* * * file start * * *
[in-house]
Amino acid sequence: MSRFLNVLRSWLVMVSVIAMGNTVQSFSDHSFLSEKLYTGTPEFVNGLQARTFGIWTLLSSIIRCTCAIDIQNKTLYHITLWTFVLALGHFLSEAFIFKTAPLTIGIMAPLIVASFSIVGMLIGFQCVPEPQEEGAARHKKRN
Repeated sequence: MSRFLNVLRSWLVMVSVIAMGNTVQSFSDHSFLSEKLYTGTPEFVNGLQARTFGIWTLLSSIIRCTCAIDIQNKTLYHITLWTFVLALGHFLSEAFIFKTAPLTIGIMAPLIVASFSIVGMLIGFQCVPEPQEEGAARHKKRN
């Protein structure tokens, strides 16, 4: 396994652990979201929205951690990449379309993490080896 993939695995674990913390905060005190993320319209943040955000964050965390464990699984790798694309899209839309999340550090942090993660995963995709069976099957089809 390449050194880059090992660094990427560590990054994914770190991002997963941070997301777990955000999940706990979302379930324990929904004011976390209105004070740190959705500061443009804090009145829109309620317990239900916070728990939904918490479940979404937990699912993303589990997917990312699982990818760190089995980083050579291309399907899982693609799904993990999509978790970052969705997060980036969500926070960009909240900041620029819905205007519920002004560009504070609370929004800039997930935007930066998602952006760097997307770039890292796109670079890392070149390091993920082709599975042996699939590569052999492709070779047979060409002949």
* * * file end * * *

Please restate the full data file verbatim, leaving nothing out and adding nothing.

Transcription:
[in-house]
Amino acid sequence: MSRFLNVLRSWLVMVSVIAMGNTVQSFSDHSFLSEKLYTGTPEFVNGLQARTFGIWTLLSSIIRCTCAIDIQNKTLYHITLWTFVLALGHFLSEAFIFKTAPLTIGIMAPLIVASFSIVGMLIGFQCVPEPQEEGAARHKKRN
Repeated sequence: MSRFLNVLRSWLVMVSVIAMGNTVQSFSDHSFLSEKLYTGTPEFVNGLQARTFGIWTLLSSIIRCTCAIDIQNKTLYHITLWTFVLALGHFLSEAFIFKTAPLTIGIMAPLIVASFSIVGMLIGFQCVPEPQEEGAARHKKRN
């Protein structure tokens, strides 16, 4: 396994652990979201929205951690990449379309993490080896 993939695995674990913390905060005190993320319209943040955000964050965390464990699984790798694309899209839309999340550090942090993660995963995709069976099957089809 390449050194880059090992660094990427560590990054994914770190991002997963941070997301777990955000999940706990979302379930324990929904004011976390209105004070740190959705500061443009804090009145829109309620317990239900916070728990939904918490479940979404937990699912993303589990997917990312699982990818760190089995980083050579291309399907899982693609799904993990999509978790970052969705997060980036969500926070960009909240900041620029819905205007519920002004560009504070609370929004800039997930935007930066998602952006760097997307770039890292796109670079890392070149390091993920082709599975042996699939590569052999492709070779047979060409002949």